‘The Last Dance’ Episode 2 synopsis/review: ‘I had to do what was best for me’
Simply put, the second episode of “The Last Dance” on ESPN, which highlights the infamous 1997-1998 season for the Chicago Bulls, stands out as “The Scottie Pippen Episode.”
And, as the Bulls legend said during a post-1997 NBA Finals press conference, “My day will come.”
Well, Pippen’s time came in a big way, both in his playing career, and his opportunity to speak about it all in this documentary, headlined by his animosity towards then-Bulls general manager Jerry Krause.
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“I knew it was the end of the journey, and I never saw it ending like that,” Pippen said. “Jerry Krause made everything real murky when he said this is Phil’s last year.”
Heading into “The Last Dance,” Pippen ranked second on the Bulls in points, rebounds, and minutes, and first in assists and steals. But, he was only the team’s sixth-highest paid player, and the 122nd in term’s of salaries across the league.
Plus, he had the respect of his greatest peer, the man who ranked first in many of the team’s and league’s statistical categories.
“Helped me so much in the way I approached the game,” Michael Jordan said. “Whenever they speak of Michael Jordan, they should speak of Scottie Pippen.”
“I didn’t win without Scottie Pippen. That’s why I consider him my best teammate of all time.”
The hour-long feature dove into a lot of detail on Pippen’s path to the NBA, but, just like in the first episode, a few things stood out.
- Pippen’s childhood in Hamburg, Arkansas, was less than perfect, but turned him into the man that changed the face of the Bulls’ franchise.
- He grew up in a household with two people in wheelchairs, and said, “Basketball gave me an opportunity to get out of the house, didn’t need anybody to play with.”
- Childhood friend Ronnie Martin said “He always knew he’d make it to the NBA,” but when asked about believing that statement, Martin had a simple answer: “Not really.”
- Pippen only got a scholarship because of the failed academic status of some other players, but turned into one of the nation’s top prospects during his time at Central Arkansas. “He was the best player in his division in America,” former Arkansas governor and the 42nd United States President Bill Clinton said.
- His relationship with Jordan started as a rookie, even as Pippen told teammates he would be better than “His Airness,” even in his first year in the league.
- Pippen’s comments caught the eye of Charles Oakley, who would bully Pippen as a rookie. “I recognized that instantly, you’re not the top guy on the basketball team day one,” Pippen said.
- Even as Jordan stood out to Pippen as “a superstar in the game of basketball” and “bigger than any superstar any sport had ever had,” Jordan gave Pippen a gift as a rookie: a pair of golf clubs. “He was trying to lure me in so he could take all of my money,” Pippen joked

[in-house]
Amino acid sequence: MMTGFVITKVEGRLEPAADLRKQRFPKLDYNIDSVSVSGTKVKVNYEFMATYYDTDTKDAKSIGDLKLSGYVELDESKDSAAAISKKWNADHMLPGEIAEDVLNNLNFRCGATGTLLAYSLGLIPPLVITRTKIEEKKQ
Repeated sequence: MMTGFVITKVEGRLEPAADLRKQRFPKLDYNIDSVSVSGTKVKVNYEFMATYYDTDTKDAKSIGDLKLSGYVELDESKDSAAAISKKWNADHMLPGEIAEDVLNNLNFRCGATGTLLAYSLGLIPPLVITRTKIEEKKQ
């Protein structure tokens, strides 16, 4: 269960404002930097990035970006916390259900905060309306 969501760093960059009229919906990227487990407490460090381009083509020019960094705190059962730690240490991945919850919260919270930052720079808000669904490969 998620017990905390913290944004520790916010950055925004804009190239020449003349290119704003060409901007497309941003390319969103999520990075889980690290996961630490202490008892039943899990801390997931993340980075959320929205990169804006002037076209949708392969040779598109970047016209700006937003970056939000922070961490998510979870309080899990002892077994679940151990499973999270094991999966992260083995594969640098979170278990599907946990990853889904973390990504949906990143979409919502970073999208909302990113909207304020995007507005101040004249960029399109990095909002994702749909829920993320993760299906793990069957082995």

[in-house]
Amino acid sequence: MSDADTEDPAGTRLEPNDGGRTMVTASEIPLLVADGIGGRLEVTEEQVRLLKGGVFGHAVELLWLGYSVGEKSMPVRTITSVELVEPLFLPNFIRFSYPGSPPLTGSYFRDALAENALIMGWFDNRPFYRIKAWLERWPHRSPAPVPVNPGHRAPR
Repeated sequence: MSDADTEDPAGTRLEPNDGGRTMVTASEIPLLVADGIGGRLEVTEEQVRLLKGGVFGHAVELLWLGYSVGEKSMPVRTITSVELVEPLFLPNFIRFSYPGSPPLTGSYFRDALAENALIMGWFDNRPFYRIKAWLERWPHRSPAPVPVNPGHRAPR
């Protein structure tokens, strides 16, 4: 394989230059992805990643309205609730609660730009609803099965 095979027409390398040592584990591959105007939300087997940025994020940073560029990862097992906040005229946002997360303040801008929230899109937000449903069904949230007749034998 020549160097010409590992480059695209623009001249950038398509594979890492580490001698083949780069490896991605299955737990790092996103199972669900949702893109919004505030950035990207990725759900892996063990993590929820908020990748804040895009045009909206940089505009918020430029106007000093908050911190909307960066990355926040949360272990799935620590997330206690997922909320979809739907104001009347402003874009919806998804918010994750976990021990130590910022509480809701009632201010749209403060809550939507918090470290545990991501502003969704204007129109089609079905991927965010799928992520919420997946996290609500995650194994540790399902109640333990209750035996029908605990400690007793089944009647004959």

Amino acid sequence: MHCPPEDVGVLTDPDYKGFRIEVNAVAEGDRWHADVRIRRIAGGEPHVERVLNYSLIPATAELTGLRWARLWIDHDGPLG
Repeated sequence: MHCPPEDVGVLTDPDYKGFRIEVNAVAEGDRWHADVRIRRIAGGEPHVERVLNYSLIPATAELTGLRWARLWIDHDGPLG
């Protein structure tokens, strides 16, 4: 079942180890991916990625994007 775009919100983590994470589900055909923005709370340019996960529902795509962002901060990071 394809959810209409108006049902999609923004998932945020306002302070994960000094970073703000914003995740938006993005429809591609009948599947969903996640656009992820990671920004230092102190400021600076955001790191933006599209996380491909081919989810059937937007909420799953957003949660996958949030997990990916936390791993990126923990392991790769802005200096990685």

- While he was pivotal to the Bulls’ success, his financial status created some tension.
- Pippen signed a seven-year, $18 million deal in 1991, a contract that even the team’s owner felt was longer than he thought was smart for Pippen.
- “I felt like I couldn’t afford to gamble myself getting injured and not being able to provide,” Pippen said. “I needed to make sure people in my corner were taken care of.”
- The deal was undervalued quickly, as NBA revenues and salaries went way up. Then-Bulls head coach Phil Jackson called it “embarrassing, because he was maybe the #2 player in the NBA. His value was immense.”
- “There was a lot of anger from Scottie,” Steve Kerr said. “He had done so much for the Bulls, so his frustration bubbled over.”
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- Pippen’s foot surgery around the start of the 1997-1998 season drew the ire of upper management, and even his Bulls teammates.
- “I don’t want to f— my summer up for a season where they’re not looking forward to having me.”
- “Scottie was wrong in that scenario,” Jordan said. “What Scottie was trying to do was force management to change his contract, and Jerry wasn’t going to do that. Now I’ve got to start the season knowing Scottie wasn’t going to be around, but we need to find a way to win.”
- In Pippen’s absence, the Bulls suffered some bad losses, including a two-point defeat against the Hawks and a 21-point loss against the Cavaliers. ““One loss feels like five,” Kerr said. “You’re expected to win, you’re supposed to win. It felt like trouble.”
- “Scottie was out, my voice had to be the loudest,” Jordan said, recalling times where he had to yell at players at practice. “Every day that Scottie wasn’t playing gave someone else confidence that they could beat us.”
- As Pippen sat out, Jordan stepped up to take over the team. He put up 49 points in a double-overtime win against the Clippers, the worst team in the league. That win was Chicago’s first on the road during “The Last Dance.”